April 17, 2013 | By: Aimee Nielson

A little more than a year after tragic twisters tore through Eastern Kentucky, a 4-H member from one of the affected counties is using her experiences to rally others to prepare for future disasters.

Courtney Rowland is a junior at Morgan County High School. She’s also a member of the Kentucky 4-H State Teen Council. The tornado propelled her to create preparedness kits for children and their families, so they would be better prepared for any disaster.

“It hit around 6:30 p.m., and I didn’t sleep that whole night,” she said. “My brother brought up pictures of West Liberty on Facebook, and it was traumatizing because my hometown was just destroyed. Pictures of the church in rubble… nothing but rubble… the bank just ripped to pieces… the place I went to daycare destroyed. The Extension office was my home away from home, and there was nothing left. That was the hardest thing for me; I was there an hour before it got hit.”

Rowland said she and her family got up early the next morning and went to town to see what they could do. She began working at makeshift shelters packing water, sorting clothes and serving food. She said she was fortunate enough to keep her home, but a lot of people weren’t.

She said what struck her most was the disconnect among families—not knowing where loved ones were or how to reach them. She wanted to make sure people were more prepared if something like that ever happened again.

Morgan County Cooperative Extension Service 4-H youth development agent Kim Cox said Rowland came up with a program all on her own.

“We’ve always looked for projects that allow us to give back as much as possible to the community,” Cox said. “But things that are teen-driven are more effective—my ideas never carry out as well as things the teens come up with. To see Courtney take this and not even need my assistance is so honorable.”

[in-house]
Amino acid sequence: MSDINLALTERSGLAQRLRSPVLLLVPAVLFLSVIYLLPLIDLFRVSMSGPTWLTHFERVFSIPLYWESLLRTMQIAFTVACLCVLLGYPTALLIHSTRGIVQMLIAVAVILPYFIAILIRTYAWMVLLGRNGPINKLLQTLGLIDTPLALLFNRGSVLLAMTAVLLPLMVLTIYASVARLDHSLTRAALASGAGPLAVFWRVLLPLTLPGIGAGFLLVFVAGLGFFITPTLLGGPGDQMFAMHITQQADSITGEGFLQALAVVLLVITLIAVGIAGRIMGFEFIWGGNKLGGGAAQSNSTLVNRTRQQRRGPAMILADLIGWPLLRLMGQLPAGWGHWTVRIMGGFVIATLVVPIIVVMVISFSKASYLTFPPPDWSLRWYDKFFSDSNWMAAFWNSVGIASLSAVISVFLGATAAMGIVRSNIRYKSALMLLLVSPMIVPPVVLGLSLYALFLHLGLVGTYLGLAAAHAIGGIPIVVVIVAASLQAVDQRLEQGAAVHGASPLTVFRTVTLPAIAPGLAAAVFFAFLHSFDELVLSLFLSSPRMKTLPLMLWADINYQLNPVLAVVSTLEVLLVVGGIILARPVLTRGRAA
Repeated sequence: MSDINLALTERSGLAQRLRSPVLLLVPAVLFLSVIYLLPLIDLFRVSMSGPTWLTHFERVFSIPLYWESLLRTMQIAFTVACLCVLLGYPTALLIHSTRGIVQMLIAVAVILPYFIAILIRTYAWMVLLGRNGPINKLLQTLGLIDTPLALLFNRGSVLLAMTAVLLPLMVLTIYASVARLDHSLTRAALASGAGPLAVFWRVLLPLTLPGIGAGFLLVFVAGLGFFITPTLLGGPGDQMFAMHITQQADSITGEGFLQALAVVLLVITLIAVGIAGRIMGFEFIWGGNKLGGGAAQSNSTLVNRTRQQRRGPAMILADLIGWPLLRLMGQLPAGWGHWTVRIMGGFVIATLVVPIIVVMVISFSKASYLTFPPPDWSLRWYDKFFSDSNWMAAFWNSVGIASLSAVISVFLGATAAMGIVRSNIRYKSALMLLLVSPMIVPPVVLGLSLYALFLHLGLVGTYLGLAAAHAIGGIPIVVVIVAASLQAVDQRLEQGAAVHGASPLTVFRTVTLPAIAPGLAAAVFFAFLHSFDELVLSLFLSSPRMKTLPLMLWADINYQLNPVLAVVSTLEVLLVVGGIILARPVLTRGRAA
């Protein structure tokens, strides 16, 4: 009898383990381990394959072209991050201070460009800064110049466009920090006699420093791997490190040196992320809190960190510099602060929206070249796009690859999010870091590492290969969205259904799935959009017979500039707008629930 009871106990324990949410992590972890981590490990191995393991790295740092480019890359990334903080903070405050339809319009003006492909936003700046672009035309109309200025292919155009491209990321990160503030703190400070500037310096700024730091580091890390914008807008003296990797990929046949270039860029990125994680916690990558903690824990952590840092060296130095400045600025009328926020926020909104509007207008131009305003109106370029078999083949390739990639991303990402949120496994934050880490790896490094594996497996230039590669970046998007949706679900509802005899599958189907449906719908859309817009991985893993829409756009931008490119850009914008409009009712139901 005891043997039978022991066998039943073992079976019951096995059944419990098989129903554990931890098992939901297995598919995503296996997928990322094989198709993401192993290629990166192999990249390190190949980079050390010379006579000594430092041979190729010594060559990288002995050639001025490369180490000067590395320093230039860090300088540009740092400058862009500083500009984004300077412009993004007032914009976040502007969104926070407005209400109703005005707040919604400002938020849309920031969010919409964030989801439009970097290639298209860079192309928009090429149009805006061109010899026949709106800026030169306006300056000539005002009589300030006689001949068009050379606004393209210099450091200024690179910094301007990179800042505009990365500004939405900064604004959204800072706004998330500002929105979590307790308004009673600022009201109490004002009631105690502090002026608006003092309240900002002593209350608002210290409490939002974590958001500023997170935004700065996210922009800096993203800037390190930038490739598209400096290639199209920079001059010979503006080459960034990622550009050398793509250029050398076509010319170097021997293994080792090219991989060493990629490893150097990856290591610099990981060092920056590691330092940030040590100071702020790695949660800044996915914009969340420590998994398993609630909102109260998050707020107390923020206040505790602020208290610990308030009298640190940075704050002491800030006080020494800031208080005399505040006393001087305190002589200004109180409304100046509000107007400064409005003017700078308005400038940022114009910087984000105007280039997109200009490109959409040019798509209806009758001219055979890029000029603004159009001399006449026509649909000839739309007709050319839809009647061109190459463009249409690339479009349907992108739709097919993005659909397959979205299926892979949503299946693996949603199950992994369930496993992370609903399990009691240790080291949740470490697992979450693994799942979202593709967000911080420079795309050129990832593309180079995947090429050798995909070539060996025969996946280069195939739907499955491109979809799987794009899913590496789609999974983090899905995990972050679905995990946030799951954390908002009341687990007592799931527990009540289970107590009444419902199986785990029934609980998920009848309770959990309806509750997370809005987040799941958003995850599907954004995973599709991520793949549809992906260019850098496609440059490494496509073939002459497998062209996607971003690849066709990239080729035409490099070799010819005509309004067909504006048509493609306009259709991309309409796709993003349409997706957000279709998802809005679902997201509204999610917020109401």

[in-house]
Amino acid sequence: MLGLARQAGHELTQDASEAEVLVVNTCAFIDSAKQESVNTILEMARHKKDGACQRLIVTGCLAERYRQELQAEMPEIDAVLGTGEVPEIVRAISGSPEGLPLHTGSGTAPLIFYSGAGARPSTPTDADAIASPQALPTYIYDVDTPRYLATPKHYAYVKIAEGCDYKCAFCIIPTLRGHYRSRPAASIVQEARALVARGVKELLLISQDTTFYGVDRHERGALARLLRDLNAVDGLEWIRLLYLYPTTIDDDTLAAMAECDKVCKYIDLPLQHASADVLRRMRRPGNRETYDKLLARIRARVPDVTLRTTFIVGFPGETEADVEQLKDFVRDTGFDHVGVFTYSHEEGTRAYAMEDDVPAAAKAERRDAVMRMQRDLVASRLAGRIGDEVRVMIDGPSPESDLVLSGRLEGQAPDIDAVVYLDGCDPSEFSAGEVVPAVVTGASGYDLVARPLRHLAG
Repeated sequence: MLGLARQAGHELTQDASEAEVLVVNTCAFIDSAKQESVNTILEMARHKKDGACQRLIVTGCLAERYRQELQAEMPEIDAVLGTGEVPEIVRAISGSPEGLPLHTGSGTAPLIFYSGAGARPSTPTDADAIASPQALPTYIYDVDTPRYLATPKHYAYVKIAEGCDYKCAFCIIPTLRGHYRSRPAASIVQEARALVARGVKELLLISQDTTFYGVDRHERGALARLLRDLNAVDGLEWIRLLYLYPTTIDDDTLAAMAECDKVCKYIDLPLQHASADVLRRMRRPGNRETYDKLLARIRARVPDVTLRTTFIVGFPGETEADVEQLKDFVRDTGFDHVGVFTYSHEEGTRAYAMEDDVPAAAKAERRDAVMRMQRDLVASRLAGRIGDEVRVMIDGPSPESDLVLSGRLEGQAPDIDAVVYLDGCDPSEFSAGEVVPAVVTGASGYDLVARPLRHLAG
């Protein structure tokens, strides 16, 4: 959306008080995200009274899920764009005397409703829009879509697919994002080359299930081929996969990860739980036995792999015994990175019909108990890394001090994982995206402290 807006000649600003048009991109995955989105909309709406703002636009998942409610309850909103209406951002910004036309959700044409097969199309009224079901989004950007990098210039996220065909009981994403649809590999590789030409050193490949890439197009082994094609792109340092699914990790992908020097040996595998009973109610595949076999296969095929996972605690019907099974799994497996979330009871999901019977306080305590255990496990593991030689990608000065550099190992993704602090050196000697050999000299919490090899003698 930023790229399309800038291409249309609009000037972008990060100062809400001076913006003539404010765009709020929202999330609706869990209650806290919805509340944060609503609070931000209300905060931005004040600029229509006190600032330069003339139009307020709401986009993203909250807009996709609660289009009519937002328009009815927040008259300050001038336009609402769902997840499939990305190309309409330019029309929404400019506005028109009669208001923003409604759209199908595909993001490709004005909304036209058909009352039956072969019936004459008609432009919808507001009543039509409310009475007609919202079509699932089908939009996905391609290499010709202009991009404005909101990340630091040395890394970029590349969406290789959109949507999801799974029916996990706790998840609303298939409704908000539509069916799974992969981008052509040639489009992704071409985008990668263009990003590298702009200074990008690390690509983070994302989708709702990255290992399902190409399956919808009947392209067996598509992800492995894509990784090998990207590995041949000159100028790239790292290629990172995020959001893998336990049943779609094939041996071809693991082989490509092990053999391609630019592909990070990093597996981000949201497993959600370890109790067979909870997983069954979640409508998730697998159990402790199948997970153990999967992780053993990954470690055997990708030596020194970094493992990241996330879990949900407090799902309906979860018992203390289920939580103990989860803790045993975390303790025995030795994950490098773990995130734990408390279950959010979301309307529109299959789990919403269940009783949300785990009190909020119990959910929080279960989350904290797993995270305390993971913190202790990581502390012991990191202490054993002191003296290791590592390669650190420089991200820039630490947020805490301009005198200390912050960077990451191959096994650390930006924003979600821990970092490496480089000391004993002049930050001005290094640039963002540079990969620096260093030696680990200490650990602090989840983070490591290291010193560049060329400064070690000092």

Rowland compiled resources, such as checklists, emergency contact information sheets, coloring books and basic supplies, put together a disaster preparedness kit and then presented the idea to the Kentucky 4-H State Teen Council.

“Being part of the state teen council, I got to propose a project that I thought would work well for the group,” she said. “(The tornado) hit a mile from my house. I had no idea what to do and no one in my family did either. People lost their lives, because they were not prepared. I wanted to design a program for kids if they were home alone, or even if they were with their families, if something like that happens again. I think being prepared makes things a little less scary.”

The teen council adopted Rowland’s idea, and members will present disaster preparedness programs in their home counties this year.

Her first go at presenting the information was in early April at the 2013 4-H Teen Summit, where she gave the presentation three times to interested middle school students. Each student received a large, empty coffee container and learned how to assemble a small disaster preparedness kit inside it.

Rowland said the kit is not just for tornadoes; families can use them to prepare for other disasters like floods, ice storms, etc. She believes the presentations will at least start conversations that could save lives and help people deal with whatever life brings.

“People don’t want to talk about it (the tornadoes), but I think talking makes it better,” she said. “West Liberty is rebuilding. It will never be the same, but hopefully, it will come back bigger and better.”


Kim Cox, 606-743-3292